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Why At-The-Money Calls are Frequently Priced Higher than At-The-Money Puts

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Intuitively, at-the-money (ATM) calls and puts should be priced the same. In most instances, this is not the case. ATM calls are generally priced higher than ATM puts. Why? The reason would center around the cost of carry. The buyer of a call can keep cash in their account, instead of purchasing the shares and earn interest on that cash; while the put buyer foregoes the opportunity to receive cash benefit of a similar amount. We would expect the difference in price between the ATM call and put to closely resemble the cost of carry of the strike price, which relates to the current short-term interest rate. In this article, we will investigate this with Apple Computer (Nasdaq: AAPL), an options calculator – using a 0% interest rate then start moving the rate higher and observing how the call and put prices change. We are making the assumptions of no dividend or hard to borrow scenarios (stocks that are hard to borrow for short sale transactions).

What is Rho?

Although not considered a major Greek, Rho measures the change in the option price due to a change in interest rates.

AAPL: $185.00 ATM call strike: 0% interest (red arrow top)

AAPL: $185.00 ATM put strike: 0% interest (red arrow top)

The theoretical option price for the $185.00 call is $5.137 per share (exact price as the call option). We inserted the ATM implied volatility stat of 23% (as with the call).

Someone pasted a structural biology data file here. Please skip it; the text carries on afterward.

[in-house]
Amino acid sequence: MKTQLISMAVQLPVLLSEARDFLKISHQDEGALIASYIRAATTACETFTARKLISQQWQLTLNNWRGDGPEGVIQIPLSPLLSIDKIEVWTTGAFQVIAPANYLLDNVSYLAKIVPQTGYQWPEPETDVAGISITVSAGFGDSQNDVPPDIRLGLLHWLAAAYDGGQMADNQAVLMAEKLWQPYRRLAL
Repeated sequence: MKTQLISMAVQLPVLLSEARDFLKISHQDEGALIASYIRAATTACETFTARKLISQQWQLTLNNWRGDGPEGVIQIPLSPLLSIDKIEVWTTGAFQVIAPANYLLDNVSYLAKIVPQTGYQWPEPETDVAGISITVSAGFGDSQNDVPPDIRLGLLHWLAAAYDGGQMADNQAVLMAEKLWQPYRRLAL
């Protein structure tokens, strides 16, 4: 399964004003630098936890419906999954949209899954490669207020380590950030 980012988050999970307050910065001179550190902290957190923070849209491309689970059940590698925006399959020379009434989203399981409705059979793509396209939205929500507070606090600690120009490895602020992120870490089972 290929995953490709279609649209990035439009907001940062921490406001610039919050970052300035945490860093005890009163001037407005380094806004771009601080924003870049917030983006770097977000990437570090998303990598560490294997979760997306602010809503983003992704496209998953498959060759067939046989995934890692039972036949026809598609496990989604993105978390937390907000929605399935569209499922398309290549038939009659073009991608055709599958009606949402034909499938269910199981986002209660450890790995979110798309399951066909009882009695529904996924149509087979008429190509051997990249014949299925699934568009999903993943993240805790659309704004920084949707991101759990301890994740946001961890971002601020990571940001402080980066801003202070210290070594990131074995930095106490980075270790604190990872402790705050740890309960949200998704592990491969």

AAPL: $185.00 ATM call and put strikes: 1% interest

With interest rate now a factor, we would expect the cost of carry to enhance call value when compared to put value. In the screenshot above, we see call value at $5.095 per-share, compared to put value at $4.942 per-share. Let’s increase the hypothetical interest rate by 100 basis points to 2%.

AAPL: $185.00 ATM call and put strikes: 2% interest

In the screenshot above, we see call value at $5.175 per-share, compared to put value at $4.872 per-share. The difference between call and put value increased as the interest rate increased, accounting for the disparity between ATM call and put strike premiums.

Discussion

Interest rates (Rho) play a minor role in option prices, but is a factor, nonetheless. This relates to the cost of carry benefit inherent in buying call options which is not implicit with put options. Exceptions can occur due to the existence of dividends or a hard to borrow situation on the shares.



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This book contains 27 chapters of exit strategy information associated with covered call writing and selling cash-secured puts. My goal when authoring this book was to create the most extensive publication ever published on position management for these strategies.

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June 4, 2024

11 AM ET – 12 PM ET

Covered Call Writing: Multiple Applications Based on Current

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A popular large-cap technology exchange-traded fund, Invesco QQQ Trust, will be used to establish rules and guidelines to benefit in these market circumstances.